Crew profiles – Ryan

Our professional and specialist crew is an important part of what makes MOAS the field-leading organization it has become. We are proud of our team on the front lines and we are constantly getting questions about the kind of people we have on board and the various positions they fill. This new weekly profile will introduce you to members of our team and give you an insight into their background and role on board.

Doing the job of an AB with MOAS is quite different from jobs I have had in the past. I have experience of working on a lot of different types of small vessels, but none that operated in a rescue capacity

This week we have look through the window into the life of our Able Bodied Seaman, Ryan.

“I’m Ryan and I am an AB on board the MOAS vessel Responder.

The role is very varied and includes things like standing watch to look for vessels in need of assistance, deploying and recovering the rescue craft and participating in the embarkation procedures when people come on board the Responder after a rescue. This involves security searches, removing lifejackets, getting the people in order and settling them down.

Once everyone is safely on board, I take care of general security and make sure everyone is safe and secure and their needs are being met. We continue to do this until they either transfer onto another vessel or are disembarked at a safe port, like Italy, and we hand over to the land-based services there.

When I am out on board the FRDC during rescues I perform basic seaman duties such as handling lines. I assist when the swimmer is away by helping to throw lines to him or keeping watch for him, and hand out lifejackets to the people we are rescuing. I then help bring people on board and sit them down and keep them calm until they get to the Responder.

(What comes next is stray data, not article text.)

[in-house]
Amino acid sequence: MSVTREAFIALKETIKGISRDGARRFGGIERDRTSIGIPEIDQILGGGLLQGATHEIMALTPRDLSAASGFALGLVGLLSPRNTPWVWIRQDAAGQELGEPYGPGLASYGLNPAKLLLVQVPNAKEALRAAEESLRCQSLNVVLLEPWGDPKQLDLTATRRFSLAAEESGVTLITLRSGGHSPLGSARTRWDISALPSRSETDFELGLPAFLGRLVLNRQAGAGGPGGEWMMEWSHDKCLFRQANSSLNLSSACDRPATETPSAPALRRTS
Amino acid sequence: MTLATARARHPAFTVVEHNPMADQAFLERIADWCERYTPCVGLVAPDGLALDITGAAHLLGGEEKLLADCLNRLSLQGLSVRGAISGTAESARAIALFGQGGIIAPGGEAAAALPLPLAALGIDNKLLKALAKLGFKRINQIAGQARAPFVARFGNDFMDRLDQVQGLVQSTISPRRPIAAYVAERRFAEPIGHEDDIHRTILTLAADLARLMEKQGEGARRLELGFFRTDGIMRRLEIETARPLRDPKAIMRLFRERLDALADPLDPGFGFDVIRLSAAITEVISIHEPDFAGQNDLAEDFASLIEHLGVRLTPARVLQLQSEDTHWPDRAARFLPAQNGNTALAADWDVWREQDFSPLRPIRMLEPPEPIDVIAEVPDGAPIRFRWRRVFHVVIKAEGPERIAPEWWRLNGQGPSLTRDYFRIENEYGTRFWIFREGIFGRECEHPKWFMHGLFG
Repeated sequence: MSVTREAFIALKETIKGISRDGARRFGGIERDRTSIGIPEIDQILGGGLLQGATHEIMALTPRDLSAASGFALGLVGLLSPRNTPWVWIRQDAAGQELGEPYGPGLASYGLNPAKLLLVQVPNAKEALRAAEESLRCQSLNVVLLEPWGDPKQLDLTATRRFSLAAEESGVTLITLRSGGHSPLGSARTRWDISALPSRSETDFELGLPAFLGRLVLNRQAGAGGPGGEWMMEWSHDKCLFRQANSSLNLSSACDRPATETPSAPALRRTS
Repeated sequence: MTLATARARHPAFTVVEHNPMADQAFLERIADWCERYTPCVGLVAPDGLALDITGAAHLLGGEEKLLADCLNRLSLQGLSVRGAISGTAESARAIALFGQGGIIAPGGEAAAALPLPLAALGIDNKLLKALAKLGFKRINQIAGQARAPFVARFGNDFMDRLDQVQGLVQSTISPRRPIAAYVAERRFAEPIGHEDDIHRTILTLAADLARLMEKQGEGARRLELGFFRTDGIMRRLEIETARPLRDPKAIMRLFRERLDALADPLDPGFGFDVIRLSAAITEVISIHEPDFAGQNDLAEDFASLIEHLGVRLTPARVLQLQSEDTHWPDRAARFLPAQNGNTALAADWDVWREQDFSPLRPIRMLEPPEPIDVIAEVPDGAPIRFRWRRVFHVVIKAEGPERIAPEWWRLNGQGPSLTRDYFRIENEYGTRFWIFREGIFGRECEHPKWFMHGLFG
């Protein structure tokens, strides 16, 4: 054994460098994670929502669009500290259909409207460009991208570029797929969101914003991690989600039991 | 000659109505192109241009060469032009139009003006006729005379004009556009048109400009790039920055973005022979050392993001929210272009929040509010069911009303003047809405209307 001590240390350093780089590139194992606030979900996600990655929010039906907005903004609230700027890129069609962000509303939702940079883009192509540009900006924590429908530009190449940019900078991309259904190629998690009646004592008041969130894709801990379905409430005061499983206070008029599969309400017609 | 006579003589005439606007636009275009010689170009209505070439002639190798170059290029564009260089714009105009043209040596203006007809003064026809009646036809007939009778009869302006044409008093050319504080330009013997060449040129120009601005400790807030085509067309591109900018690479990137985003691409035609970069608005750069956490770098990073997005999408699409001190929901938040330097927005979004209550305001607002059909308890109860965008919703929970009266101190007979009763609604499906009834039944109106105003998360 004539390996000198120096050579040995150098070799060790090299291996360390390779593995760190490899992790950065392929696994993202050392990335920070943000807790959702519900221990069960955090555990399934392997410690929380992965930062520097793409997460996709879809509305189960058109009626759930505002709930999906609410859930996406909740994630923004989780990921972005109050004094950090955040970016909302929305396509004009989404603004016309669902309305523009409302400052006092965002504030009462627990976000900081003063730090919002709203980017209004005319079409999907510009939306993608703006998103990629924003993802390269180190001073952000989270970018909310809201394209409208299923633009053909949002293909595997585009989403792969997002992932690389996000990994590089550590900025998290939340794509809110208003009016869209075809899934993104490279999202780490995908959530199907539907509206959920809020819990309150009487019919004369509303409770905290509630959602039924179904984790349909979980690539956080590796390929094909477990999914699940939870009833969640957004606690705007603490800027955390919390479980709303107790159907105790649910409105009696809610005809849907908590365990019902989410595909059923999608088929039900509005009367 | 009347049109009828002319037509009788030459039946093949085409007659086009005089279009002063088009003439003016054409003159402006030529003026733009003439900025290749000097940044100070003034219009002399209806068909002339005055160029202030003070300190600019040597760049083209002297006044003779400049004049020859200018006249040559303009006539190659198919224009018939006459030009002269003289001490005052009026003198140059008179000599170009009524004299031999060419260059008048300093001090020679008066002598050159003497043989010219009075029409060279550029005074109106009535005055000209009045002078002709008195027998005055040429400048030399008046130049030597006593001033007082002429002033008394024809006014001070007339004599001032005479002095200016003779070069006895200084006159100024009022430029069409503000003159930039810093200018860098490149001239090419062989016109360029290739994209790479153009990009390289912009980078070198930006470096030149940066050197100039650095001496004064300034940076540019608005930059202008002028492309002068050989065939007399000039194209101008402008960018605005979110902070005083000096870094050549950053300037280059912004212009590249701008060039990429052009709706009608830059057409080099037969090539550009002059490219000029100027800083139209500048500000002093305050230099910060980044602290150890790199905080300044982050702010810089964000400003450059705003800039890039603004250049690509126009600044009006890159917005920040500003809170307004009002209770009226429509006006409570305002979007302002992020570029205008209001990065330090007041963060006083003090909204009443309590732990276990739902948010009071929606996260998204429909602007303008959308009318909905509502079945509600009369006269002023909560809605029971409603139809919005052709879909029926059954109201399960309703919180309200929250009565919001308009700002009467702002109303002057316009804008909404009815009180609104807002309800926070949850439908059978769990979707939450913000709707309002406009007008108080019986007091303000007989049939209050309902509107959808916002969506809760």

See Ryan at work in the video below:

 

Doing the job of an AB with MOAS is quite different from jobs I have had in the past. I have experience of working on a lot of different types of small vessels, but none that operated in a rescue capacity. Before, my work solely involved typical seaman duties – for example, handling lines and operating small vessels – but no rescues. I also have a background working on merchant vessels in a security role, which involved no typical duties of an able-bodied seaman, which I do here. My work on the MOAS vessels is much more action-packed.

A couple of weeks ago we had a pretty intense rescue. There were several rescues over the course of the day, and in about 12 hours I found myself operating through the gamut of my roles and responsibilities. I helped embarking migrants, I was on board the FRDC recovering bodies, I was helping to do CPR on migrants in the recovery room – I ran through all my duties in the course of the day. We haven’t had a day like that before. Usually, during a rescue, each AB or swimmer goes through a selection of duties from his typical day-to-day role, not through each of those possibilities at once.”

If you have a question for Ryan, or the rest of our team, simply #AskMOAS on social media. For all the MOAS news and updates sign up to our newsletter at the bottom of this page. Finally, support our rescue missions by giving whatever you can to help us save lives at sea.

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